Finally it was 1pm and my plane was leaving in twenty-five minutes and I realized that my chances of making it were slim to none. I was nearing the front of the Skycap line but I still had to go through TSA bags and then X-ray and it probably wasn't going to work. There were other flights to Reno so I wasn't too worried about having to go home or anything, but I was getting kind of annoyed. This guy ahead of me (who earlier on had been like six people ahead of me but everyone between us had left) was bouncing all over the place talking to people, and a few minutes after one he went inside and talked to some people there. He came back and said that there was a lady in line inside who'd gotten to the airport at TEN IN THE MORNING and was still there, waiting to check in. [headdesk] At least I knew I'd made the right choice in staying outside. :/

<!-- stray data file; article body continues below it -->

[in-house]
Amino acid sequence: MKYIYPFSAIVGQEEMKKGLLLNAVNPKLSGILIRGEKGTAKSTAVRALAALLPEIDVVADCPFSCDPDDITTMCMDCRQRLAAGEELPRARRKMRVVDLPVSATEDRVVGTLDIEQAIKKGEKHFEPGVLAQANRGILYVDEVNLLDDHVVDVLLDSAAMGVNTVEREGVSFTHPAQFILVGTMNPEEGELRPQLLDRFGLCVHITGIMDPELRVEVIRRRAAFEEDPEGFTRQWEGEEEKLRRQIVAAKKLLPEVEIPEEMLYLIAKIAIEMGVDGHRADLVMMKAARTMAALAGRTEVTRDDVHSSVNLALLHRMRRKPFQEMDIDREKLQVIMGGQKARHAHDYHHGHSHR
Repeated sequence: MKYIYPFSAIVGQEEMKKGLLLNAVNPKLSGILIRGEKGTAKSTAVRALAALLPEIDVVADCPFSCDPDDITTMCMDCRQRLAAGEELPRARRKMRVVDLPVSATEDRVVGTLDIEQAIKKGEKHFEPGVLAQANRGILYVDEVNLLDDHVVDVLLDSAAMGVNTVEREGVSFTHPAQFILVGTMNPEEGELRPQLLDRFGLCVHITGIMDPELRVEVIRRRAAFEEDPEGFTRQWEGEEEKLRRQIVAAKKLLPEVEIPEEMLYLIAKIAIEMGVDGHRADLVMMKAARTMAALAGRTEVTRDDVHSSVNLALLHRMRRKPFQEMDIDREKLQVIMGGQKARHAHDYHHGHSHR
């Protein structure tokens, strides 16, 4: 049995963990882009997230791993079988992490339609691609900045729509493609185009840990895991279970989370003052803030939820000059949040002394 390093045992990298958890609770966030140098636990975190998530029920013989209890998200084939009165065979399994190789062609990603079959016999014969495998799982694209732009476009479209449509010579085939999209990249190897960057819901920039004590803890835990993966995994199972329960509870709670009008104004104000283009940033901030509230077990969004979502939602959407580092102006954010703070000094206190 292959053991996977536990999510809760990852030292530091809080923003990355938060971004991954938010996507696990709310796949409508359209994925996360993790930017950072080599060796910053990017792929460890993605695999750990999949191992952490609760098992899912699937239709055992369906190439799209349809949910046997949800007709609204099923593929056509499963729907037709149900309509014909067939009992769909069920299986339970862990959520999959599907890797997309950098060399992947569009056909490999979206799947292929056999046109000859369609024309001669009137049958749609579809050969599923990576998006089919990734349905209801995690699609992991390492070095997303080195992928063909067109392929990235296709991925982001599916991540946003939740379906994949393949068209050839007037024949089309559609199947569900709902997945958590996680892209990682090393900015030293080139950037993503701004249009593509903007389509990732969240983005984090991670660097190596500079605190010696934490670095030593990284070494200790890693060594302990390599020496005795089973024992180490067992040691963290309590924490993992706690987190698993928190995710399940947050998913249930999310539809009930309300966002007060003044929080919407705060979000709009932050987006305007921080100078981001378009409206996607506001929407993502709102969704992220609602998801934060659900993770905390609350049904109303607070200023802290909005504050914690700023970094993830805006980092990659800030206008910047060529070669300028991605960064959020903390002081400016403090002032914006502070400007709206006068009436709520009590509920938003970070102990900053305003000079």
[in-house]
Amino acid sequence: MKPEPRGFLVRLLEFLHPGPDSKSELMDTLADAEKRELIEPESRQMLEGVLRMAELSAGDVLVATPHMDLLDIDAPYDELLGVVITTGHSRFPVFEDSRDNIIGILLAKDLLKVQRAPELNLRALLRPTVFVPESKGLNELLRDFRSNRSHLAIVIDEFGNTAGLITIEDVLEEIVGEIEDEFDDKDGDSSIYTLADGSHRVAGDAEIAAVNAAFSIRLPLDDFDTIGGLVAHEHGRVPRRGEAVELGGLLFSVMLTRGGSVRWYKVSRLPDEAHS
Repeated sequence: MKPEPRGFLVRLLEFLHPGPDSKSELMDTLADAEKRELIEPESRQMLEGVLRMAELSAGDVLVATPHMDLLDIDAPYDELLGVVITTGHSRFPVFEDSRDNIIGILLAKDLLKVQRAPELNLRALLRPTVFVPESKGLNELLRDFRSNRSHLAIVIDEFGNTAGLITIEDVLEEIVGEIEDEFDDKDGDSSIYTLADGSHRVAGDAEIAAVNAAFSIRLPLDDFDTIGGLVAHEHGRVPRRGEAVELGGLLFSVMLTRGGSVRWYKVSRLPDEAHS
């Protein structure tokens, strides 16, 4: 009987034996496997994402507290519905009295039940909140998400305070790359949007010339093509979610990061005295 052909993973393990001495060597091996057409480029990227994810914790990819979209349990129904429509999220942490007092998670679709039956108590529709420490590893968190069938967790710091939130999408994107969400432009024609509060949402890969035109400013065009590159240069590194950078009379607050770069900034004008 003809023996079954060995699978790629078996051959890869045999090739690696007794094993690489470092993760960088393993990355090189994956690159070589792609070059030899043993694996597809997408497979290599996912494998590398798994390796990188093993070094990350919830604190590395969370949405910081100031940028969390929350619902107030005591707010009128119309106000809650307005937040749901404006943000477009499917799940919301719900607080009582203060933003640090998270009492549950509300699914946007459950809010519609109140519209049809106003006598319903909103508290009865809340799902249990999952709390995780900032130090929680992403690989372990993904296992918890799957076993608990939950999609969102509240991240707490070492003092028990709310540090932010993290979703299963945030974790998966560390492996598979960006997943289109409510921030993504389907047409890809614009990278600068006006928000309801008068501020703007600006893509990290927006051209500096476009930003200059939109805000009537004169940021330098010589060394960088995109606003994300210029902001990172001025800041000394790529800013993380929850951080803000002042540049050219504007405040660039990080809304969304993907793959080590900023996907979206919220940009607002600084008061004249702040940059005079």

So I get close to the head of the Skycap line and learn that they weren't the ones who were lagging behind. They were working down the line, with guys coming down and asking for your boarding pass (with Southwest you can go online and print it out yourself up to 24 hours in advance) or your ID and what flight you were on, taking stuff back to their station and printing out the luggage tags (and boarding passes if needed) and then bringing them back, so there were people standing ten or fifteen feet back from the "head" of the Skycap line who had their luggage tags and all; they weren't the ones holding everything up. The line just kept going past the Skycaps to the TSA people -- that's where the hold-up was. :( For some reason they'd decided to open up Every Friggin' Bag and swab the inside. Usually they just do the handles and the zipper pulls and stuff and that's good enough. Not today. Lovely.